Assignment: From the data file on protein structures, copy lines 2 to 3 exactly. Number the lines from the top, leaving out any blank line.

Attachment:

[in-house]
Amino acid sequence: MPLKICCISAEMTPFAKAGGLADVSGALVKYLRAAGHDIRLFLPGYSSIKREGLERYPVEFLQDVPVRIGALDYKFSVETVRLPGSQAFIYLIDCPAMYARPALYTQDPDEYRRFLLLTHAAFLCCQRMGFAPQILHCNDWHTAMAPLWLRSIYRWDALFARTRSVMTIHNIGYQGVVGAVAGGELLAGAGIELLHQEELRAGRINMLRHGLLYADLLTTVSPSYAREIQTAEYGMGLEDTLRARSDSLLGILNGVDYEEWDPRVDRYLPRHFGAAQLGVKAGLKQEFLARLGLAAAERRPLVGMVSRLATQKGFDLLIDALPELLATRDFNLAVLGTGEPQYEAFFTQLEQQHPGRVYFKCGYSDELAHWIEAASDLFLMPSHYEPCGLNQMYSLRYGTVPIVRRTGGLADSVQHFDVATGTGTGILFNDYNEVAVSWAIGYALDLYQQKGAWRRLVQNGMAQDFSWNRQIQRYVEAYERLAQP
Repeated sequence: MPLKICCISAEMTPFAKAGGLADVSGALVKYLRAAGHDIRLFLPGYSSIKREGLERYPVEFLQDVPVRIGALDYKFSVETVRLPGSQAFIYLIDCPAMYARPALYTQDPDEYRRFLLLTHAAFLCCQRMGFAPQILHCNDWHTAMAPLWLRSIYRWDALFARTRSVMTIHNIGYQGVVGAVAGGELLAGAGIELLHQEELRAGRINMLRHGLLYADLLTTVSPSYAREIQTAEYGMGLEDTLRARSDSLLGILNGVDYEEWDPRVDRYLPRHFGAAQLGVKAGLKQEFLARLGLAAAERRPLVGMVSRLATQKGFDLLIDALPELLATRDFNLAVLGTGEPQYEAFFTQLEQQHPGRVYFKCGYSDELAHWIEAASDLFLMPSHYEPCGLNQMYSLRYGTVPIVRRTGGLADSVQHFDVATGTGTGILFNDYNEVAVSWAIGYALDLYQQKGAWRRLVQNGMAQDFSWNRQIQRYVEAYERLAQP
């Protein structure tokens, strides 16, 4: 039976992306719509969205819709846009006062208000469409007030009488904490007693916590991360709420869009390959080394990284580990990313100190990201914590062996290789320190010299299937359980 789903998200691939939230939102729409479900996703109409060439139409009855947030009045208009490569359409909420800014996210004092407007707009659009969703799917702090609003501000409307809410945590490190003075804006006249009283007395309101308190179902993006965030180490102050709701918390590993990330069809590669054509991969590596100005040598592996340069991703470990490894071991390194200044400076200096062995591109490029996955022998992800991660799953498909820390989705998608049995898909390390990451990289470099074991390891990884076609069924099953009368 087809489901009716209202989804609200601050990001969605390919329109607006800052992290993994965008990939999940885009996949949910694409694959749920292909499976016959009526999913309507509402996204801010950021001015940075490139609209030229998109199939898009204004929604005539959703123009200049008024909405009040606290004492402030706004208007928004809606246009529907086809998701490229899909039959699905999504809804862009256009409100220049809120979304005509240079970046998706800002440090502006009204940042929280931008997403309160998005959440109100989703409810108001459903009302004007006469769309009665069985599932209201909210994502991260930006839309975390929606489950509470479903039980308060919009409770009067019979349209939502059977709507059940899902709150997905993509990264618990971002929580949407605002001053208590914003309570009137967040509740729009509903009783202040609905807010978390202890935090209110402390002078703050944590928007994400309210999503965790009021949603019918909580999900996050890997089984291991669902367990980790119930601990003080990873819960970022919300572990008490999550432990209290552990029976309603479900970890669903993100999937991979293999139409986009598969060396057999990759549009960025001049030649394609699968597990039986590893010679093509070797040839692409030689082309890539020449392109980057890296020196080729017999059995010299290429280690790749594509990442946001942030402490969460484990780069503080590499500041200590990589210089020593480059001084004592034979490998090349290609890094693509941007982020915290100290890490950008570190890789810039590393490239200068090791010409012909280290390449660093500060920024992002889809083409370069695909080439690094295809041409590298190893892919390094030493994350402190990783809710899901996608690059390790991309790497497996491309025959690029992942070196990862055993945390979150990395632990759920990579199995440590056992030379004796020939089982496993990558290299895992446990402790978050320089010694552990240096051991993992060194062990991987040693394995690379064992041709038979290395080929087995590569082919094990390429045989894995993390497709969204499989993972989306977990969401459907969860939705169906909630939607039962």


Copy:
Amino acid sequence: MPLKICCISAEMTPFAKAGGLADVSGALVKYLRAAGHDIRLFLPGYSSIKREGLERYPVEFLQDVPVRIGALDYKFSVETVRLPGSQAFIYLIDCPAMYARPALYTQDPDEYRRFLLLTHAAFLCCQRMGFAPQILHCNDWHTAMAPLWLRSIYRWDALFARTRSVMTIHNIGYQGVVGAVAGGELLAGAGIELLHQEELRAGRINMLRHGLLYADLLTTVSPSYAREIQTAEYGMGLEDTLRARSDSLLGILNGVDYEEWDPRVDRYLPRHFGAAQLGVKAGLKQEFLARLGLAAAERRPLVGMVSRLATQKGFDLLIDALPELLATRDFNLAVLGTGEPQYEAFFTQLEQQHPGRVYFKCGYSDELAHWIEAASDLFLMPSHYEPCGLNQMYSLRYGTVPIVRRTGGLADSVQHFDVATGTGTGILFNDYNEVAVSWAIGYALDLYQQKGAWRRLVQNGMAQDFSWNRQIQRYVEAYERLAQP
Repeated sequence: MPLKICCISAEMTPFAKAGGLADVSGALVKYLRAAGHDIRLFLPGYSSIKREGLERYPVEFLQDVPVRIGALDYKFSVETVRLPGSQAFIYLIDCPAMYARPALYTQDPDEYRRFLLLTHAAFLCCQRMGFAPQILHCNDWHTAMAPLWLRSIYRWDALFARTRSVMTIHNIGYQGVVGAVAGGELLAGAGIELLHQEELRAGRINMLRHGLLYADLLTTVSPSYAREIQTAEYGMGLEDTLRARSDSLLGILNGVDYEEWDPRVDRYLPRHFGAAQLGVKAGLKQEFLARLGLAAAERRPLVGMVSRLATQKGFDLLIDALPELLATRDFNLAVLGTGEPQYEAFFTQLEQQHPGRVYFKCGYSDELAHWIEAASDLFLMPSHYEPCGLNQMYSLRYGTVPIVRRTGGLADSVQHFDVATGTGTGILFNDYNEVAVSWAIGYALDLYQQKGAWRRLVQNGMAQDFSWNRQIQRYVEAYERLAQP